Agreement relations are interpreted asymmetrically, in that phi-features restrict the interpretation of the controller, but not the target. In this paper we explore whether this semantic asymmetry corresponds to a syntactic asymmetry. We will argue that it does not: phi-features are generated independently on target and controller. The evidence comes from cases of what we term ‘subset control’, in which the controller has fewer features than the target. We will argue that there are genuine cases of subset control that cannot be explained away, neither by assuming the controller contains non-realised features, nor by assuming that the underspecified category is not the actual controller, the latter being a fully specified null element. Our main evidence comes from Spanish ‘unagreement’.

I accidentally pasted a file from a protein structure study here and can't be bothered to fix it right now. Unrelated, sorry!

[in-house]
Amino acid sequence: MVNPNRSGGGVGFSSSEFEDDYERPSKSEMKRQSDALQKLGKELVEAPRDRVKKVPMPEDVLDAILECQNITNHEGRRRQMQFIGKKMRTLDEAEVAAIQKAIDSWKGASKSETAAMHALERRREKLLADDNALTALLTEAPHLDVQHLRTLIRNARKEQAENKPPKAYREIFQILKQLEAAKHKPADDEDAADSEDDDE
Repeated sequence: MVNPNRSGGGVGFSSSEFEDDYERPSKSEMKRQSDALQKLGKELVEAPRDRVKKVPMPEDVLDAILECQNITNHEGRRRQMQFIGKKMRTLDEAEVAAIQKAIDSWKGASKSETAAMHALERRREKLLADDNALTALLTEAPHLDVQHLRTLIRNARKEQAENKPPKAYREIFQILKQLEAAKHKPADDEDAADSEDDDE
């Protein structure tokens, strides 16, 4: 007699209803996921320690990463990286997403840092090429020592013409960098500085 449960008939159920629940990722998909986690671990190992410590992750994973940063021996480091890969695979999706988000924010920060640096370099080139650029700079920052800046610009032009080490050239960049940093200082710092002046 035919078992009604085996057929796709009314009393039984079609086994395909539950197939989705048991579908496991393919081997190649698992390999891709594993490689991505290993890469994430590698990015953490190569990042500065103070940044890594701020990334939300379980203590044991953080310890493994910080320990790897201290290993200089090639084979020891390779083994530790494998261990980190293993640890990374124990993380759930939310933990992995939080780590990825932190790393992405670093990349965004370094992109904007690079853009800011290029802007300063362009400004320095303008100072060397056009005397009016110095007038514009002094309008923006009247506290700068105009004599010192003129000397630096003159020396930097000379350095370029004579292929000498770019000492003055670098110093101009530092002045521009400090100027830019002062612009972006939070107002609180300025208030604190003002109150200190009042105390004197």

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We thank Claudia Borgonovo, Antonio Fábregas, Luisa Martí, Àngels Molina and Martha Robinson for help with the Spanish data in Sect. 4. Examples of quantificational unagreement, unless indicated otherwise, are based on Molina’s MA Thesis (UCL, 2010). Earlier versions of this paper were presented at the Words don’t come easy workshop at the University of Verona (2008), at NESS at the University of York (2010) and at the City University of Hong Kong (2011). We thank the respective audiences for useful questions and comments. We would also like to thank Valentina Bianchi, Antonio Fábregas, David Lobina, Andrew Nevins, Hans van de Koot, and Edwin Williams for discussion, as well as two anonymous reviewers and the editor of this special issue, Jochen Trommer.
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Ackema, P., Neeleman, A. Subset controllers in agreement relations. Morphology 23, 291–323 (2013). https://doi.org/10.1007/s11525-013-9218-4